Obtain eigs from matrix and partially known eigenvector
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Jiali el 5 de Jul. de 2023
The issue is that I have an input square matrix P, The values in some diagonal elements of P matrix are very big imaginary numbers which corresponds to the zero positions in eigenvectors. Thus, I remove the values in the diagonal of P matrix since no other elements are related to the pre-defined valule (0). Then I try to solve the eigenvalues and eigenvectors of P. However, the eigenvectors of original P and the deleted P are different (V2~=V). Why it happens? I got confused and please give me some suggestions.
Thank you for your help, Jeniffer.
Christine Tobler el 5 de Jul. de 2023
You are right that matrix P here is a block-diagonal matrix with three blocks:
[A 0 0;
0 B 0
0 0 C]
And for such a matrix, the eigenvalues of the whole matrix are the union of the eigenvalues of matrices A, B and C. The eigenvectors of the whole matrix can also be computed from the eigenvectors of the submatrices, like you do in the code above.
Two issues to keep in mind:
1) The eigs call returns the 20 eigenvalues with largest absolute value. It seems to me that this is likely to be the ones in matrix B, since they have a very large imaginary part. That would mean that D and D2 are not the same, and you have to call eigs with an option that will return the eigenvalues in A and C instead.
2) Another thing to keep in mind is that the eigenvectors aren't uniquely defined, each eigenvector can be multiplied with any complex number of absolute value 1. The easiest way to check a matrix of eigenvectors is to compute norm(A*V - V*D), to see if they satisfy their definition to sufficient accuracy.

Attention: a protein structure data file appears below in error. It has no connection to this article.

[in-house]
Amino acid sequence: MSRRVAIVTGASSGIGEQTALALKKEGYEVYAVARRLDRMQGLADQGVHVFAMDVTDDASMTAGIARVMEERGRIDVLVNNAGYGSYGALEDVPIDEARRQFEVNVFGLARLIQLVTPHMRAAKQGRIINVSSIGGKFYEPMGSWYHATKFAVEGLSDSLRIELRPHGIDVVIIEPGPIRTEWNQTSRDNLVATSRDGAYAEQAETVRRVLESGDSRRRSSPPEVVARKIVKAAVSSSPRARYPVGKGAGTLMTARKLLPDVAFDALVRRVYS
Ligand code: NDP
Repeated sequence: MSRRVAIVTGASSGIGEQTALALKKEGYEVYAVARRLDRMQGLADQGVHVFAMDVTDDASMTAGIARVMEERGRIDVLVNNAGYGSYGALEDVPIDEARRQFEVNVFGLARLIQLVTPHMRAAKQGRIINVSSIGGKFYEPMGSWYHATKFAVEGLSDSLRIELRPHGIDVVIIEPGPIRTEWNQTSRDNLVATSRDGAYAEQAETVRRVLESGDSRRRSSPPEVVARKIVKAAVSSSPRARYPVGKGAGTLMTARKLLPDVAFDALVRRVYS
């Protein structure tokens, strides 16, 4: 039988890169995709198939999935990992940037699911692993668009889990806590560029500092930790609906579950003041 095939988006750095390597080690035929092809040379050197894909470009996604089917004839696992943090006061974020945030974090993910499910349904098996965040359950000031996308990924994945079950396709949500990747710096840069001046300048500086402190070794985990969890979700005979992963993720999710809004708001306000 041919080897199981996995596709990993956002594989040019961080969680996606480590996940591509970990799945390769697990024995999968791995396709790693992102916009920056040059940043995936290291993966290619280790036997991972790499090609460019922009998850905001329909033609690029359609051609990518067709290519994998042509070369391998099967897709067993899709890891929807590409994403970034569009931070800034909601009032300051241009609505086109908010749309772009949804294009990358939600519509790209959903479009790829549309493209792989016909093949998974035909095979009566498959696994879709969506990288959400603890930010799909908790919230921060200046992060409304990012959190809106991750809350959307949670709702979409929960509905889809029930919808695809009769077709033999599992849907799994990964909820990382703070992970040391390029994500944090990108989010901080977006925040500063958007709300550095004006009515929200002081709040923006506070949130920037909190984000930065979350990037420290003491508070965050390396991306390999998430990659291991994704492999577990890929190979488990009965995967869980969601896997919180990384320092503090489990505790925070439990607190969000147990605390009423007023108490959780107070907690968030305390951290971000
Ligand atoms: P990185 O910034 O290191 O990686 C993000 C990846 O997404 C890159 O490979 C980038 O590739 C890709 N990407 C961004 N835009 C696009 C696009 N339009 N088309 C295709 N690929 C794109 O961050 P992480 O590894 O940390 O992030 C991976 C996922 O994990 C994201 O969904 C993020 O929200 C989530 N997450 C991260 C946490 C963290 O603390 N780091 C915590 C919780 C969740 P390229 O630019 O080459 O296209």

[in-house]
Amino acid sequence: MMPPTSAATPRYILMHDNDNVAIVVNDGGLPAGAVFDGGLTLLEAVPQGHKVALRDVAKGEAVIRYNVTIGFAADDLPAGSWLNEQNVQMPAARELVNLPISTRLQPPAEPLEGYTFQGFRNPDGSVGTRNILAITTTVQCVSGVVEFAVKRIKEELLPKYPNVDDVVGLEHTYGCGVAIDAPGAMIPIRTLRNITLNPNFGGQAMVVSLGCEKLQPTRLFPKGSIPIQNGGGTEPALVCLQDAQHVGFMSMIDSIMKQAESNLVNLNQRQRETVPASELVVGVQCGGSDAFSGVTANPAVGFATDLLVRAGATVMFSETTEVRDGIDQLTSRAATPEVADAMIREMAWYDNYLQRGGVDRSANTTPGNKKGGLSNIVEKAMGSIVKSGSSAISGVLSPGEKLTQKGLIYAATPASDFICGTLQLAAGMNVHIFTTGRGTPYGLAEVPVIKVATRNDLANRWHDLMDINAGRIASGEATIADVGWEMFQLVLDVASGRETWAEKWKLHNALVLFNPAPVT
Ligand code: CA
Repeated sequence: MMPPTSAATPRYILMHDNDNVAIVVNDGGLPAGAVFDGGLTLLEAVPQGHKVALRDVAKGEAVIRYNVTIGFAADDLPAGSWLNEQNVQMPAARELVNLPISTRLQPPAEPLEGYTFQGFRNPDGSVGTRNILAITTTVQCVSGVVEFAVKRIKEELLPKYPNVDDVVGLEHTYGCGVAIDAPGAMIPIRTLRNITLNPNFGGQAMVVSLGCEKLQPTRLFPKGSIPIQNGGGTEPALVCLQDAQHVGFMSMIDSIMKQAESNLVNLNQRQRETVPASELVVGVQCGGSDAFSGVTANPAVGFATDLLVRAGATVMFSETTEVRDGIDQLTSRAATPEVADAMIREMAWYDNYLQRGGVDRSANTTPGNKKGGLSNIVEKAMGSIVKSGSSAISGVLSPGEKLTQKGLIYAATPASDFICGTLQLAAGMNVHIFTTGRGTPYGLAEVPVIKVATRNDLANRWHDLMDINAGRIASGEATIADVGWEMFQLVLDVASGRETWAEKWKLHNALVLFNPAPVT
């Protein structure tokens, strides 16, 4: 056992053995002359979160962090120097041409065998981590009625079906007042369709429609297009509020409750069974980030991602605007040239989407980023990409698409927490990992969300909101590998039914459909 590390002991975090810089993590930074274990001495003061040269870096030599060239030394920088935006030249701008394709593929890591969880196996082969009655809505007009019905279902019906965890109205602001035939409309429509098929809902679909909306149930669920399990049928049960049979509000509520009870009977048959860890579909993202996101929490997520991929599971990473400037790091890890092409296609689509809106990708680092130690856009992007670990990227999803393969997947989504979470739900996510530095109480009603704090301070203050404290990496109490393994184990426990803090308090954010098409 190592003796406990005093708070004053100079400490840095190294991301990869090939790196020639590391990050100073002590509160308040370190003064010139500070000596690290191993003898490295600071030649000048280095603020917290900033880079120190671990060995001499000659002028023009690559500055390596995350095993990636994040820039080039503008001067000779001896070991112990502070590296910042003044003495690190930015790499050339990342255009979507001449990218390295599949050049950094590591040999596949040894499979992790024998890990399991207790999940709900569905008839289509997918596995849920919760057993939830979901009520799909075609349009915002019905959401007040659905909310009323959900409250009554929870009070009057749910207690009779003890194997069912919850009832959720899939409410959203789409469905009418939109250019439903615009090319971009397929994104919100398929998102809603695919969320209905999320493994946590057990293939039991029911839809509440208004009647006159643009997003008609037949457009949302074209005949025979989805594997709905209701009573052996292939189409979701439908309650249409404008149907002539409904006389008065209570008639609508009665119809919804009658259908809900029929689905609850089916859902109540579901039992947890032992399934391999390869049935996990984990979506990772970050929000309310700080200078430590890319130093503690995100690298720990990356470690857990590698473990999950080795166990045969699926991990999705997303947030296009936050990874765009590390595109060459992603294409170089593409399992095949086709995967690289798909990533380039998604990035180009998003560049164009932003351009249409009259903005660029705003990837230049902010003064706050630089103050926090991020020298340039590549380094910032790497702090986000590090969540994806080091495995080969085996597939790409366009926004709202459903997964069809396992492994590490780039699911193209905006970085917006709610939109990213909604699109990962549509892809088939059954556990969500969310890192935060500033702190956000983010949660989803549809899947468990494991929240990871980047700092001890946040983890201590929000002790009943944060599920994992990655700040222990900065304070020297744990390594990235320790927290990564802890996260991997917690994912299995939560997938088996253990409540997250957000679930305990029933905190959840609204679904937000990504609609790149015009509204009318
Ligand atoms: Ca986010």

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Animesh el 5 de Jul. de 2023
The issue you're experiencing is likely due to the removal of diagonal elements from the matrix P. When you remove the values in the diagonal, you are essentially modifying the matrix P by deleting certain rows and columns. This modification can affect the eigenvectors and eigenvalues of the matrix.
Eigenvectors are determined by the relationships between the elements of the matrix. When you remove diagonal elements, you are altering these relationships and, consequently, the eigenvectors can change. Even though the deleted positions correspond to zero values, other elements in the matrix may still have an influence on the eigenvectors.
To address this issue, you can consider a different approach. Instead of removing the diagonal elements, you can set them to a small non-zero value, such as a small imaginary number or a small real number, rather than completely removing them. By doing so, you can preserve the structure of the matrix while minimizing the impact on the eigenvectors.